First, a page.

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Today is International Day of the Girl Child. A celebration of girls the world over, this day also marks the absence of educational and other opportunities from many girls’ lives and the presence of far too much violence, from sexual assault to child marriage to hate crimes, especially for girls of color and those living in poverty.
On this very day in 2001, I was heavily pregnant with my first daughter, Mason, and living in Washington State. I, like many others, remained in a state of shock following the events of the previous month, September 11th. I remember vividly the moments each tower fell. My baby kicked hard at 10:28 a.m. on 9/11, bruising my rib, and I thought, “This is the world I’m bringing my daughter into? Holy shit.”
No wonder my due date came and went. Many weeks later, my daughter was still nestled in my womb, unwilling to come out and face the imperial music and the wrath of Shrub (Molly Ivins’s nickname for George W. Bush). It took a middle-of-the-night ferry ride, too many drugs, and an emergency cesarean section to extricate her from my body.
Of course, “9/11” as a rallying cry didn’t improve the world in any significant material way for most people. (Republican men did pretty well, as did the military-industrial complex.) Things were already dire for girls in impoverished nations, in “resource-poor” settings, in communities of color in the United States.
And life became much worse in Iraq and Afghanistan once we invaded; for example, the child mortality rate in Iraq increased more than 125%. In 2005, one in eight children died before reaching their fifth birthday. That’s 122,000 children, dead before age five.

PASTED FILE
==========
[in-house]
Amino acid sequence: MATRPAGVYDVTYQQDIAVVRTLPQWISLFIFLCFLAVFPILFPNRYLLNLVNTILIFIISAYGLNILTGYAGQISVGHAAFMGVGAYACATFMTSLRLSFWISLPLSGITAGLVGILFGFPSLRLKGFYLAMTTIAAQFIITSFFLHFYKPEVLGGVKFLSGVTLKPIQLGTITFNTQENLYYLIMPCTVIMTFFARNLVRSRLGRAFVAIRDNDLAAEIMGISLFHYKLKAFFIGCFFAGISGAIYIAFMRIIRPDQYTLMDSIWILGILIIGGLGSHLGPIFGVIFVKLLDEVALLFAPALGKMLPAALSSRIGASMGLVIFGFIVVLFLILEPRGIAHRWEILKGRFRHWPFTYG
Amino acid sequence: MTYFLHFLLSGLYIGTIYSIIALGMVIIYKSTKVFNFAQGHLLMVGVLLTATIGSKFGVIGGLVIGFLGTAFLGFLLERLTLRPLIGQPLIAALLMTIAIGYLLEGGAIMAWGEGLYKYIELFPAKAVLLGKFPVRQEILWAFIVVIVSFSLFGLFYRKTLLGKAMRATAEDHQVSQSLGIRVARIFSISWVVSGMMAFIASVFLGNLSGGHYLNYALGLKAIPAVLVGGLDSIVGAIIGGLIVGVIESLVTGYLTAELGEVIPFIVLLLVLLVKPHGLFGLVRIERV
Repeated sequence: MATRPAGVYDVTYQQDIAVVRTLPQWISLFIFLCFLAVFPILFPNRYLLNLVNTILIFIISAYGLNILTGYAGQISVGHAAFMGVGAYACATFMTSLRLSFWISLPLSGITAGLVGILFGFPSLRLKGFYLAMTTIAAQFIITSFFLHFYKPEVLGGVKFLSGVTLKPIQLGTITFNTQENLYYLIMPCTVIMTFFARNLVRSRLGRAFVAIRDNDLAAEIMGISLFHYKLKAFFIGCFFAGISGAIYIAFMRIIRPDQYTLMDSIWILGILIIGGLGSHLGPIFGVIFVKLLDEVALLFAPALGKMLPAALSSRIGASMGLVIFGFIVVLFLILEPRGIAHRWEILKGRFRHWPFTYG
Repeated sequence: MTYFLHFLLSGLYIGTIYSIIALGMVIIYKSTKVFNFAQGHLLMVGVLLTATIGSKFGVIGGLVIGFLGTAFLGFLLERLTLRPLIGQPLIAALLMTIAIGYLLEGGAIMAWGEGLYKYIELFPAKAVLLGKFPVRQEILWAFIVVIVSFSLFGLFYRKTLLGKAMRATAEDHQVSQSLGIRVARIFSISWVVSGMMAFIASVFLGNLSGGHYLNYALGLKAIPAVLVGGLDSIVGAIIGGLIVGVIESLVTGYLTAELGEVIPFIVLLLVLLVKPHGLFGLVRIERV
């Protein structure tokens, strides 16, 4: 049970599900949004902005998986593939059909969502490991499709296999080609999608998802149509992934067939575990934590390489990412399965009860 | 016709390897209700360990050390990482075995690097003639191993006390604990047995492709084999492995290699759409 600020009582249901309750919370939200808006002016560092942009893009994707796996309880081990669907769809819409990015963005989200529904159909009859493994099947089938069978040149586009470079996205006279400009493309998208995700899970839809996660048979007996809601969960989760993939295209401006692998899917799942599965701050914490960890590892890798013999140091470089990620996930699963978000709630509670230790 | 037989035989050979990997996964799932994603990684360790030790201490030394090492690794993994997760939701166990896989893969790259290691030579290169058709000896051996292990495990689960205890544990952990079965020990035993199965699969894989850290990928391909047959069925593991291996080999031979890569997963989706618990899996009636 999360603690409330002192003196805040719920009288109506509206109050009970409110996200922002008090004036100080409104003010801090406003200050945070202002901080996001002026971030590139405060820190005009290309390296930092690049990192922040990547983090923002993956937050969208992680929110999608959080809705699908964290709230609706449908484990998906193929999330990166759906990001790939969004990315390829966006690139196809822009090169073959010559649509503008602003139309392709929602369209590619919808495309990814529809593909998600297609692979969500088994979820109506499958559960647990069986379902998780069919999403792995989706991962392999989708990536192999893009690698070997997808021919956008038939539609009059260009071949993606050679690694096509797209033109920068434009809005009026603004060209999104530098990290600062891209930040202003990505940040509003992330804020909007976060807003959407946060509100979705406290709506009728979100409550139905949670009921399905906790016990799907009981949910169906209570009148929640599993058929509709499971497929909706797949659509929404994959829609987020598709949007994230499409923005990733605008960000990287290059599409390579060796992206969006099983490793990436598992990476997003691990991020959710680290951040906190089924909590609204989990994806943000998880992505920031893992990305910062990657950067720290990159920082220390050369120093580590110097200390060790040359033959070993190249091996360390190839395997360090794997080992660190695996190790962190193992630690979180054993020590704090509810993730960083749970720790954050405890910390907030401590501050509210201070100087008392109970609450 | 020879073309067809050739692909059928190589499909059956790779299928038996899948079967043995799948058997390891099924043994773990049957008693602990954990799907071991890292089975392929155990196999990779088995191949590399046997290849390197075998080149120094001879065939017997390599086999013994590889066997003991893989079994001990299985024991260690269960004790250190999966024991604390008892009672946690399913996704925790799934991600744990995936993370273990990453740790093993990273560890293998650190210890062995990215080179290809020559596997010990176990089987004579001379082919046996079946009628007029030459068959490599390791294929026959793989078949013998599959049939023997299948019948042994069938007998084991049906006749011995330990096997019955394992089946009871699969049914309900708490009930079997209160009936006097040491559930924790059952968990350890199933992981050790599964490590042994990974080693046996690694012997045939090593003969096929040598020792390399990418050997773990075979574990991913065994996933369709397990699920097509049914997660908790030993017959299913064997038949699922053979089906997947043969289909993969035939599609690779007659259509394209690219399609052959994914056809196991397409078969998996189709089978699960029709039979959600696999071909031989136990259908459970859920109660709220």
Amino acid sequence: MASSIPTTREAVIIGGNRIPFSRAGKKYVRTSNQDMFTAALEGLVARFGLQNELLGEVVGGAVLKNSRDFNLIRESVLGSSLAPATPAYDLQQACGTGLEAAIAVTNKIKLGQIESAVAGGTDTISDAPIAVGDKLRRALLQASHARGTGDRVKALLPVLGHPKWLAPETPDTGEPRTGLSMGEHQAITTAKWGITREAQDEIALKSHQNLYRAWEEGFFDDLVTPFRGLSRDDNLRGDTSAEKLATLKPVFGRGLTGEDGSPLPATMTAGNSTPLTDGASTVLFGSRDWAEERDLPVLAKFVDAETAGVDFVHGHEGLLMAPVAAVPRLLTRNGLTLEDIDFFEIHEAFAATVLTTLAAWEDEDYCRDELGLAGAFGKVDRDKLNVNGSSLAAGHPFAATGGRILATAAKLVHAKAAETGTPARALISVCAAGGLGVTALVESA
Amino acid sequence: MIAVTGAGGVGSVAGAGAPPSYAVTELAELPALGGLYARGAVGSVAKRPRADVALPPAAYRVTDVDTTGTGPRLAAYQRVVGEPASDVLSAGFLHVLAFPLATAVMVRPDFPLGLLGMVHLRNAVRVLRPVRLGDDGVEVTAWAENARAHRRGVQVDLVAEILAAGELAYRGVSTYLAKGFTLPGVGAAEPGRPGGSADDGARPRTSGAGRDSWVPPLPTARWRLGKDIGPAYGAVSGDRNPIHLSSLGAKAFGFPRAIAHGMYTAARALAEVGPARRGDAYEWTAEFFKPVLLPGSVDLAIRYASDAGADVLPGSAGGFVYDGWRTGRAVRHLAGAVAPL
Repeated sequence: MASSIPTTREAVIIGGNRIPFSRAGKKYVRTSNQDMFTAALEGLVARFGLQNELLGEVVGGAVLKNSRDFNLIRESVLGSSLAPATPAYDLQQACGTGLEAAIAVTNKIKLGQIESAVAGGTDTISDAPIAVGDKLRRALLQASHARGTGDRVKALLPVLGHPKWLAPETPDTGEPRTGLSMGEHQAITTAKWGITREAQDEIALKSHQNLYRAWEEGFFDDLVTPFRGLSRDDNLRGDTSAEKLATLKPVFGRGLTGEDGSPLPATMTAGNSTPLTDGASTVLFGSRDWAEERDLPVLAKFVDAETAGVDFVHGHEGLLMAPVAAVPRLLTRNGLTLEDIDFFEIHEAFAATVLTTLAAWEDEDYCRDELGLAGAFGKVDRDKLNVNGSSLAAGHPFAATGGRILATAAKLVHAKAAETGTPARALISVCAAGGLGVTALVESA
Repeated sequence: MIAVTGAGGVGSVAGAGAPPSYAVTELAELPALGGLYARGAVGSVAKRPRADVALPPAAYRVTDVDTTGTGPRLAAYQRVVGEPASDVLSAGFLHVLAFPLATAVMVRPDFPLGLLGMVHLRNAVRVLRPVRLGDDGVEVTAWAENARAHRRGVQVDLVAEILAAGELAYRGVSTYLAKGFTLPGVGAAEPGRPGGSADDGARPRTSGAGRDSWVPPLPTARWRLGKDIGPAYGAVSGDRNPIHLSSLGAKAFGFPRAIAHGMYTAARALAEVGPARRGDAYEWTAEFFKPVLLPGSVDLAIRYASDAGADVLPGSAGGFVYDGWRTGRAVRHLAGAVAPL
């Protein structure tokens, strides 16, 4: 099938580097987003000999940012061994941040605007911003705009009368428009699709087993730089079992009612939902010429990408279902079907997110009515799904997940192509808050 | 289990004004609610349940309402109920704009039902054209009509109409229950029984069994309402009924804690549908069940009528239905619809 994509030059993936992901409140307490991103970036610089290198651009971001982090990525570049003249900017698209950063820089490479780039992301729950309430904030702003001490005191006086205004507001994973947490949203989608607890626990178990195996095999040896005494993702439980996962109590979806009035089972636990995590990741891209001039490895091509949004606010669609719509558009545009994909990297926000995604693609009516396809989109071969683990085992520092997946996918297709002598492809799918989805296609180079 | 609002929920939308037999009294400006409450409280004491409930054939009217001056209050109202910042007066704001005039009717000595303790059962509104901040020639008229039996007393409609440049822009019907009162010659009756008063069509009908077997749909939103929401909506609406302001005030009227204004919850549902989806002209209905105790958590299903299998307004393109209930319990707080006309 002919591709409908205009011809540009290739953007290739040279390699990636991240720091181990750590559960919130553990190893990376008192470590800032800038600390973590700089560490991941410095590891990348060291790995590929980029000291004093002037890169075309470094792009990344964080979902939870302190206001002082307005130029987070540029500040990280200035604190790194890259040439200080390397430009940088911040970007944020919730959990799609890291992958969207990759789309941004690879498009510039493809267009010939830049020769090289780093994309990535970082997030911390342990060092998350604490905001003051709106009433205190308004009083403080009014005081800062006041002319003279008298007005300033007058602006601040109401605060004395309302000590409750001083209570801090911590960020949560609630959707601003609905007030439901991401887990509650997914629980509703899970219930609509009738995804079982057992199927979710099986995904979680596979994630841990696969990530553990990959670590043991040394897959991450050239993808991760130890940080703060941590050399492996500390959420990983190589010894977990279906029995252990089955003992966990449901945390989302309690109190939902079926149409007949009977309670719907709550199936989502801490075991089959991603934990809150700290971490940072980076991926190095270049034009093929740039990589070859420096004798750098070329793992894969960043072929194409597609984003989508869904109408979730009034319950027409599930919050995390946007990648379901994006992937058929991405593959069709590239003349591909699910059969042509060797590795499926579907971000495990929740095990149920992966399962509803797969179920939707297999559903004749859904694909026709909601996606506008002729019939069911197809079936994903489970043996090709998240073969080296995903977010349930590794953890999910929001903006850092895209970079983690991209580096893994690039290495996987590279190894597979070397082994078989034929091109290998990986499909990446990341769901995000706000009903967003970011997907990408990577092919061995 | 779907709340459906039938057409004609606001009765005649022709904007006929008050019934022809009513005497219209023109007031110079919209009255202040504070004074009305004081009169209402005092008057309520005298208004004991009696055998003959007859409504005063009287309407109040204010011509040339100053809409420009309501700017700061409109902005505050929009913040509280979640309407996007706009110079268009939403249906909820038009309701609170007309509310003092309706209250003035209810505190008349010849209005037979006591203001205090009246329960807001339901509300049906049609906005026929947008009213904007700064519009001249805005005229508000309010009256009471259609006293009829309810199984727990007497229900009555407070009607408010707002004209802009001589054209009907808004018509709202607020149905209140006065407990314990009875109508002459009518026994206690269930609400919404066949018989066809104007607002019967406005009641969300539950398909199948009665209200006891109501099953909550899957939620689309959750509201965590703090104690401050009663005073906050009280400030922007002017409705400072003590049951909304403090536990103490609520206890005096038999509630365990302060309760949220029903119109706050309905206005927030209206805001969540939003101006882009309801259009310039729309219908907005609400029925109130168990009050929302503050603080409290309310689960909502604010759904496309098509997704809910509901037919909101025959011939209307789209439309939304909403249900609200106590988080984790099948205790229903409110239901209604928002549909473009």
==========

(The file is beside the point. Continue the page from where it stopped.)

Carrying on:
My girls—my second daughter, Delaney, was born in 2004—are far luckier than most. We do not live in a war zone. We enjoy a decent level of economic privilege in the Global North. We are white and thus not targets of racialized state violence. I struggled as a single mom, but I’m partnered now and my daughters benefit from the proverbial “two-parent household.”
Daniel Patrick Moynihan would approve. (Not that I care.)
But my daughters are girls. And this world—this big, beautiful, imperiled world—despises girls. True, the U.N. has set aside this special day. And we talk of Girl Power and Girls Rising and Girls’ Empowerment, and we put actions behind words. We fund educational initiatives, we march, we protest, we write, we sing, and we pray for girls. These are hugely important and necessary endeavors, and thanks be to the goddess for all of this work.
Yet every day, still, the world tries to break the bodies and spirits of girls. The misogyny is relentless, and our daughters are in the maw.
So here are twelve wishes for girls, one for each year I’ve been a mother. These wishes are a love letter not just to my daughters, but to everyone’s daughters. We must embrace other people’s daughters as fully as we embrace our own, and as fully as we embrace our sons. Our very future, and theirs, depends on it.
Wish #1: That you know how beautiful you are.
Wish #2: That your body remains your own, on your own terms, always.
Wish #3: That you never question your worth. Ever.
Wish #4: That you know only love and nurture, and not hate and violence.
Wish #5: That you can be the kind of girl that you want to be, and not the kind of girls others want you to be.
Wish #6: That you can choose who to love, how to love, and even if to love—and not be punished for it.
Wish #7: That you can attend school, learn, read books, and thrive.
Wish #8: That you grow up to be exactly who you want to be.
Wish #9: That while you may bend, you never break.
Wish #10: That you experience joy, creativity, and passion throughout your life.
Wish #11: That you love and support other girls, and that they support you.
Wish #12: That your future is as wide as your imagination.
Mom (aka Monica)